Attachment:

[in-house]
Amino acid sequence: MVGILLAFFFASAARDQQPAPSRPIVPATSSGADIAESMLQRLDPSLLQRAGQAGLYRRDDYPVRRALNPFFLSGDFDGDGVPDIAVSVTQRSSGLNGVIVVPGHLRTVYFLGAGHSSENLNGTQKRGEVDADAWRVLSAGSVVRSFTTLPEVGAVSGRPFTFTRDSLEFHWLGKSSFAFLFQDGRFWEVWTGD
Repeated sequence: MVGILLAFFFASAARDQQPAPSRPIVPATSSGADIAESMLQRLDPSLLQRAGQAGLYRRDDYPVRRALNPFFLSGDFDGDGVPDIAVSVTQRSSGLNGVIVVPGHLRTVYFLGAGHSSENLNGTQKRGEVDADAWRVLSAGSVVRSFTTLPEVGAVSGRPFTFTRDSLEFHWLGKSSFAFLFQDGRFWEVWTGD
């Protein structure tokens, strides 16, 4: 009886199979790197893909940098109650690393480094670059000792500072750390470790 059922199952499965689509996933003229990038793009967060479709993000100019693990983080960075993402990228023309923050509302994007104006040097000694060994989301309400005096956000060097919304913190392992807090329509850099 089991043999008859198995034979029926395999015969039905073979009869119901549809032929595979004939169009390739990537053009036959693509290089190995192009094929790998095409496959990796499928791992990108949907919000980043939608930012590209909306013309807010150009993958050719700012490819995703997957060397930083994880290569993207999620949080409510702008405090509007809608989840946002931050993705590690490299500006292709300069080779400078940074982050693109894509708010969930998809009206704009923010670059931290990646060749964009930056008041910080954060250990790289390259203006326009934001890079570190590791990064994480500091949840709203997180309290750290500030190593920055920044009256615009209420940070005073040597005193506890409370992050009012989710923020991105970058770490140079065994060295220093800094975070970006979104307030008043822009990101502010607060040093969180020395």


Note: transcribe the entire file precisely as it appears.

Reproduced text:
[in-house]
Amino acid sequence: MVGILLAFFFASAARDQQPAPSRPIVPATSSGADIAESMLQRLDPSLLQRAGQAGLYRRDDYPVRRALNPFFLSGDFDGDGVPDIAVSVTQRSSGLNGVIVVPGHLRTVYFLGAGHSSENLNGTQKRGEVDADAWRVLSAGSVVRSFTTLPEVGAVSGRPFTFTRDSLEFHWLGKSSFAFLFQDGRFWEVWTGD
Repeated sequence: MVGILLAFFFASAARDQQPAPSRPIVPATSSGADIAESMLQRLDPSLLQRAGQAGLYRRDDYPVRRALNPFFLSGDFDGDGVPDIAVSVTQRSSGLNGVIVVPGHLRTVYFLGAGHSSENLNGTQKRGEVDADAWRVLSAGSVVRSFTTLPEVGAVSGRPFTFTRDSLEFHWLGKSSFAFLFQDGRFWEVWTGD
């Protein structure tokens, strides 16, 4: 009886199979790197893909940098109650690393480094670059000792500072750390470790 059922199952499965689509996933003229990038793009967060479709993000100019693990983080960075993402990228023309923050509302994007104006040097000694060994989301309400005096956000060097919304913190392992807090329509850099 089991043999008859198995034979029926395999015969039905073979009869119901549809032929595979004939169009390739990537053009036959693509290089190995192009094929790998095409496959990796499928791992990108949907919000980043939608930012590209909306013309807010150009993958050719700012490819995703997957060397930083994880290569993207999620949080409510702008405090509007809608989840946002931050993705590690490299500006292709300069080779400078940074982050693109894509708010969930998809009206704009923010670059931290990646060749964009930056008041910080954060250990790289390259203006326009934001890079570190590791990064994480500091949840709203997180309290750290500030190593920055920044009256615009209420940070005073040597005193506890409370992050009012989710923020991105970058770490140079065994060295220093800094975070970006979104307030008043822009990101502010607060040093969180020395």